South Africa’s newly elected President, Cyril Ramaphosa, will deliver his first State of the Nation Address (SONA) in Parliament tonight, amid high expectations and enthusiasm.
Ramaphosa was elected and officially sworn-in as the fifth President of the democratic SA on Thursday, following unprecedented political events in the country, which culminated in the resignation of Jacob Zuma as President on Wednesday night.
President Zuma tendered his resignation two days after the governing party, the African National Congress (ANC), announced his recall at a special meeting of the party’s National Executive Committee (NEC).
Zuma’s recall was preceded by days of political uncertainty and anxiety, and in a never-seen before move, parliament was forced to postpone the State of the Nation Address that was scheduled to be tabled on 8 February. Parliament confirmed late on Wednesday that the address will now be held tonight.
SONA is an important event in South Africa’s political calendar and this early February tradition does not only allow the country to reflect on the achievements and challenges experienced over the past year, but offers the President a chance to set out government’s key policy objectives and deliverables for the year ahead. It’s one of the rare occasions when all three arms of the state – the Executive, the Judiciary and the Legislature – come together in one place and play out their constitutional roles in a public ritual symbolising the separation of powers between them in procession towards the National Assembly on Parliament Street.
Ramaphosa’s election as President of the ANC in December, and his subsequent ascendency to the highest office, has been met with positive sentiments and widely welcomed across sections of society.
Since his election, investors are seen to be having a much more optimistic view of South Africa than has been seen in the previous year.
As he takes to the podium tonight to deliver his speech, President Ramaphosa will no doubt face a nation full of hope for the future of the country, following days of political drama and anxiety.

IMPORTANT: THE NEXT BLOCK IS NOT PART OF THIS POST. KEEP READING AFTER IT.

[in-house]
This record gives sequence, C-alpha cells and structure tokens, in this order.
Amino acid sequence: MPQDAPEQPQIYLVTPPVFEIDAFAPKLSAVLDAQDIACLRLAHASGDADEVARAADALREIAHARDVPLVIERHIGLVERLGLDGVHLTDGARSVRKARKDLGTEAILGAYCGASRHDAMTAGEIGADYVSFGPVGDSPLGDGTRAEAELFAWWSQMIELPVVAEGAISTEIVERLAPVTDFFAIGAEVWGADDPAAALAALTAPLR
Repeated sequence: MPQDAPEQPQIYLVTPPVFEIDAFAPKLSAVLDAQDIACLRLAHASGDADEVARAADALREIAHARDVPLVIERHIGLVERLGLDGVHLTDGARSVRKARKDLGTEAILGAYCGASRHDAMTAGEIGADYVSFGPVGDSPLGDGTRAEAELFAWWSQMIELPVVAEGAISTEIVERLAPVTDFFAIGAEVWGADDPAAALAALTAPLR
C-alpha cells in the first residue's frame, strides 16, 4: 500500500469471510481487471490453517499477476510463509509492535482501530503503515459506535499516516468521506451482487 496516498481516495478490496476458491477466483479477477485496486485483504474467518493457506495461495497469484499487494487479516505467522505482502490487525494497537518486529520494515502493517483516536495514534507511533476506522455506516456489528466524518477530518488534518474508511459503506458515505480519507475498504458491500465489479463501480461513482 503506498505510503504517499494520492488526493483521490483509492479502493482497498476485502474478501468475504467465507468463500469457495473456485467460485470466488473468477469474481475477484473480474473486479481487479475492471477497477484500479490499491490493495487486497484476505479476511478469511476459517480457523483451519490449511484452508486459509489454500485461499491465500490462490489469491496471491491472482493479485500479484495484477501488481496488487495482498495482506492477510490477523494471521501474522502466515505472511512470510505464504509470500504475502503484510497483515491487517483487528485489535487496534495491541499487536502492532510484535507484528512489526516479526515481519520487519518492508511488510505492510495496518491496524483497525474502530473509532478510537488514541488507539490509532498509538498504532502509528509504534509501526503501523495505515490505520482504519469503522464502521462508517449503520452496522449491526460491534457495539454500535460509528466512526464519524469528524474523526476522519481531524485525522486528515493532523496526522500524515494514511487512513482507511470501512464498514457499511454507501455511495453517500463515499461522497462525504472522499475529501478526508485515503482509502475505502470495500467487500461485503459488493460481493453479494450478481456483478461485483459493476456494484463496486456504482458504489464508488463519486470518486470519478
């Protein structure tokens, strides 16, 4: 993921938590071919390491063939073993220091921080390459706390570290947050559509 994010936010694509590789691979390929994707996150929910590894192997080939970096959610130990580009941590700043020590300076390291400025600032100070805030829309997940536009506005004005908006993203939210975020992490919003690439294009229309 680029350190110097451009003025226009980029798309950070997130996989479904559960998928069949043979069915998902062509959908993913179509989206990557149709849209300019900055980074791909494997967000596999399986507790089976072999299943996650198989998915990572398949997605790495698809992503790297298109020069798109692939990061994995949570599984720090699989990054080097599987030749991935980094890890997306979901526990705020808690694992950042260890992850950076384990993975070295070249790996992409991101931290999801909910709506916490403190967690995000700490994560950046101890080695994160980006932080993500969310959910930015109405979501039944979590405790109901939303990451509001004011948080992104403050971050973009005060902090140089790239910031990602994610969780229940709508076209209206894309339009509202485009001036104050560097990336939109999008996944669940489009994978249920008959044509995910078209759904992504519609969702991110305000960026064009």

He has served as the country’s Deputy President since 2014 and his election as the fifth President of South Africa since 1994 can never be seen as a miracle or somewhat unexpected.
President Ramaphosa is a respected politician whose political activism can be traced back to the early 70s when he was detained several times including during the Soweto student uprising. He is known for his rare leadership qualities and negotiating skills, abilities many say he developed in the course of his multi-faceted life in the labour movement, as the Secretary General of the ANC, as well as a successful businessman.
Since his comeback in active politics in 2014, Ramaphosa, 65, earned the name of “Mr Fix-it” among some journalists because of his ability to tackle complex problems in state owned companies, bargaining councils and recently his mediation skills during the protracted political impasse in Lesotho.
He is viewed as a leader with a deep business acumen, who will help stabilise political uncertainty and help lobby for investment for South Africa at a time the country is in need of an economy that supplies jobs, funds education, healthcare and many other needs of the people of South Africa.
People will be expecting President Ramaphosa, whose business acumen is seen as a magnet for investors, to make some statement tonight about what government and other social partners plan to do to ensure that the country moves forward swiftly in ensuring economic recovery and build on the successes of the outgoing administration.
The phrases economic recovery and growth appeared in almost every speech Ramaphosa had given since he was elected President of the ANC in December. At the recent World Economic Forum (WEF) meeting in Davos, Switzerland, President Ramaphosa, as Deputy President, led the country’s delegation in spreading the message that South Africa is open to investment and was committed to economic recovery. During an interview with BloombergTV, he reiterated the emergence of renewal, hope and opportunity.
That message of renewal, hope and opportunity is likely to again feature prominently in President Ramaphosa’s speech in parliament tonight.
He will likely draw lines from the governing party’s January 8 statement which is traditionally used as a guide for the government’s programmes and prioritise for the year ahead. Among the key issues raised in that statement are:
- Socio-economic transformation of the country to ensure full participation of all South Africans in the economy of the country.
- Dealing with corruption
- Forge a social pact between government, labour, business and communities urgently to reignite economic growth and accelerate the process of transformation
- Prioritise effective public employment programmes, internships, job placement, youth entrepreneurship and set-aside programmes.
- Implementation of a free higher education for students from poor and working class backgrounds whose household income is less than R350, 000.
President Ramaphosa will address the nation at 7pm.